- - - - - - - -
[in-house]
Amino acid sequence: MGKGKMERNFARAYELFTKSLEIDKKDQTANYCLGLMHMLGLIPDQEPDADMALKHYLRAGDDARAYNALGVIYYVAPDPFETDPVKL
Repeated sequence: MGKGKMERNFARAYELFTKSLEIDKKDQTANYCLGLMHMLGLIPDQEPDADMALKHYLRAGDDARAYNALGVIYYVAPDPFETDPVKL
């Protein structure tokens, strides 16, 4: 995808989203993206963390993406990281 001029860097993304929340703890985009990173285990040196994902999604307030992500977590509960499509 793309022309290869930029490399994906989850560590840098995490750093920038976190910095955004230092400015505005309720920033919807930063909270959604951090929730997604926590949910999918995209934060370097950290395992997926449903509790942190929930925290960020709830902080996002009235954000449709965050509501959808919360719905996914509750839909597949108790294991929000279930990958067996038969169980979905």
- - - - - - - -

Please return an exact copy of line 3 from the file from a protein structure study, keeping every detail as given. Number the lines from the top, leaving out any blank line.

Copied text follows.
Repeated sequence: MGKGKMERNFARAYELFTKSLEIDKKDQTANYCLGLMHMLGLIPDQEPDADMALKHYLRAGDDARAYNALGVIYYVAPDPFETDPVKL